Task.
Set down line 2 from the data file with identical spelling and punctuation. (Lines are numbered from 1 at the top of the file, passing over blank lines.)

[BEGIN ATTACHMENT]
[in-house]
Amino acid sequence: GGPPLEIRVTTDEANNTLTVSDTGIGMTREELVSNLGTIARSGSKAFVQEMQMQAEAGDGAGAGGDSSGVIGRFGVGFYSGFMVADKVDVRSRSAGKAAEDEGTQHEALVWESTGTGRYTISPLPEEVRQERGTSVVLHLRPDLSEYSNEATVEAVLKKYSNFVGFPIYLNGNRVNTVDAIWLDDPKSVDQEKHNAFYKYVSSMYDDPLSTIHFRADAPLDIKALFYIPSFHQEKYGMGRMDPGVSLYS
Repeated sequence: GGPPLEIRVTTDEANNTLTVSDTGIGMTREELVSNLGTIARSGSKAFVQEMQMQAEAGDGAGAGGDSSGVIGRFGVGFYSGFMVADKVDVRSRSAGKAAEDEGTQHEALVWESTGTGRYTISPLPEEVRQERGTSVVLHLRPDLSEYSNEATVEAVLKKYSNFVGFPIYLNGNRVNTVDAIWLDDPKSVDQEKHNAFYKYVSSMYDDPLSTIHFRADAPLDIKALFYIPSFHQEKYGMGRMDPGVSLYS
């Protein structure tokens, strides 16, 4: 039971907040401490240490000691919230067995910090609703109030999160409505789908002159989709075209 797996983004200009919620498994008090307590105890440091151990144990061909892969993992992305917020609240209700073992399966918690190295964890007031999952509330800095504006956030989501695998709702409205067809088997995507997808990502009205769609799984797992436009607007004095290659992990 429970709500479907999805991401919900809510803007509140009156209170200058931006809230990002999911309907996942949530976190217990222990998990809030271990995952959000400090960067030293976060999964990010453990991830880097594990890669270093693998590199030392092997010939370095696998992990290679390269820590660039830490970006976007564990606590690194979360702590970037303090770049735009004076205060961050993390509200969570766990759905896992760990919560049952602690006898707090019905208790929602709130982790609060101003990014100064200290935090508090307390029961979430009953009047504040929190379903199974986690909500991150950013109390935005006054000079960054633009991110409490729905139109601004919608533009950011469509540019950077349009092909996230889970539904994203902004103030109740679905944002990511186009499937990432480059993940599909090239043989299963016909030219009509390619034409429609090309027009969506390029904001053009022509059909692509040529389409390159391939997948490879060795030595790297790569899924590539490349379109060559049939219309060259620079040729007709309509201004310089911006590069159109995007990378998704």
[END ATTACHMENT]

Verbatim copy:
Amino acid sequence: GGPPLEIRVTTDEANNTLTVSDTGIGMTREELVSNLGTIARSGSKAFVQEMQMQAEAGDGAGAGGDSSGVIGRFGVGFYSGFMVADKVDVRSRSAGKAAEDEGTQHEALVWESTGTGRYTISPLPEEVRQERGTSVVLHLRPDLSEYSNEATVEAVLKKYSNFVGFPIYLNGNRVNTVDAIWLDDPKSVDQEKHNAFYKYVSSMYDDPLSTIHFRADAPLDIKALFYIPSFHQEKYGMGRMDPGVSLYS